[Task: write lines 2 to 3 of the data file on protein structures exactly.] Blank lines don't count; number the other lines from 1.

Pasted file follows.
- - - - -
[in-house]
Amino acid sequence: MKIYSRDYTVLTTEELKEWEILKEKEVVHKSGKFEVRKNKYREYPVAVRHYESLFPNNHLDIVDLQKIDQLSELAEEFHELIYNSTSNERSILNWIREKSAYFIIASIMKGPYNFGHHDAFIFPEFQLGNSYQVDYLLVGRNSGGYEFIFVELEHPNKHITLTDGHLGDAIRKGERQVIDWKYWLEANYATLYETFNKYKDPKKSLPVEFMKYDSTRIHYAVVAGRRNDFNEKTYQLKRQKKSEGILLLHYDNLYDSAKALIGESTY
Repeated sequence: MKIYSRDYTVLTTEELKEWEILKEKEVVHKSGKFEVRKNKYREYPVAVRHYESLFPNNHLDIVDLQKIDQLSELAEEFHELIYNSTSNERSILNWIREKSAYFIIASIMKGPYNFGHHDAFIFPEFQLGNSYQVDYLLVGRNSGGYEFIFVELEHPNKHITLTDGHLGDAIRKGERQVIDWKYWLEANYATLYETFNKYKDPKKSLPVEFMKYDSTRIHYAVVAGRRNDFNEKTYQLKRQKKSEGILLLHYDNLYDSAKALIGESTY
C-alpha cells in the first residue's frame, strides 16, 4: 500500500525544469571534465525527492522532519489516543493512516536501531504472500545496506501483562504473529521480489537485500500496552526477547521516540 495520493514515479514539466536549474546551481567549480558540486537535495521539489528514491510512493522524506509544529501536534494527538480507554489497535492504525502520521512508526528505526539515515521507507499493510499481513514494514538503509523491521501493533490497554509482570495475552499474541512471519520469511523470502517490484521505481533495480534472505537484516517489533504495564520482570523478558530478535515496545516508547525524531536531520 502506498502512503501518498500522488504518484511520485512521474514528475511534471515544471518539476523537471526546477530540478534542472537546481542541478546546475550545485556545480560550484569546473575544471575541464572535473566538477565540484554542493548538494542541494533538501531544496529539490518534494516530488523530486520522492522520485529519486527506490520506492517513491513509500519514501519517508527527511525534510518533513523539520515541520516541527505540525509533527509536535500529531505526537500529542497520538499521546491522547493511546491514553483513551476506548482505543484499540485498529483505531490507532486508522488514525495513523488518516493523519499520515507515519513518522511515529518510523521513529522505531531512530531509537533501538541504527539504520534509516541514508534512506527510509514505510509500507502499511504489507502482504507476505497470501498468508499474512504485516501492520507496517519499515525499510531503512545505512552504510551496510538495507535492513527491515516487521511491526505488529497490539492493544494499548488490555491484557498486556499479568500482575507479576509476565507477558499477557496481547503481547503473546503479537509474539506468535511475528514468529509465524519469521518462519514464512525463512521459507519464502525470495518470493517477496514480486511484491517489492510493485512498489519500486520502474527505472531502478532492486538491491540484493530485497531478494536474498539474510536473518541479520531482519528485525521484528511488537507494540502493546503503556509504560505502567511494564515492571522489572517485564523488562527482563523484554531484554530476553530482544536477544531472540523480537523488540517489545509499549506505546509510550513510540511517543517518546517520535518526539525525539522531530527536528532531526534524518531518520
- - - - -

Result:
Amino acid sequence: MKIYSRDYTVLTTEELKEWEILKEKEVVHKSGKFEVRKNKYREYPVAVRHYESLFPNNHLDIVDLQKIDQLSELAEEFHELIYNSTSNERSILNWIREKSAYFIIASIMKGPYNFGHHDAFIFPEFQLGNSYQVDYLLVGRNSGGYEFIFVELEHPNKHITLTDGHLGDAIRKGERQVIDWKYWLEANYATLYETFNKYKDPKKSLPVEFMKYDSTRIHYAVVAGRRNDFNEKTYQLKRQKKSEGILLLHYDNLYDSAKALIGESTY
Repeated sequence: MKIYSRDYTVLTTEELKEWEILKEKEVVHKSGKFEVRKNKYREYPVAVRHYESLFPNNHLDIVDLQKIDQLSELAEEFHELIYNSTSNERSILNWIREKSAYFIIASIMKGPYNFGHHDAFIFPEFQLGNSYQVDYLLVGRNSGGYEFIFVELEHPNKHITLTDGHLGDAIRKGERQVIDWKYWLEANYATLYETFNKYKDPKKSLPVEFMKYDSTRIHYAVVAGRRNDFNEKTYQLKRQKKSEGILLLHYDNLYDSAKALIGESTY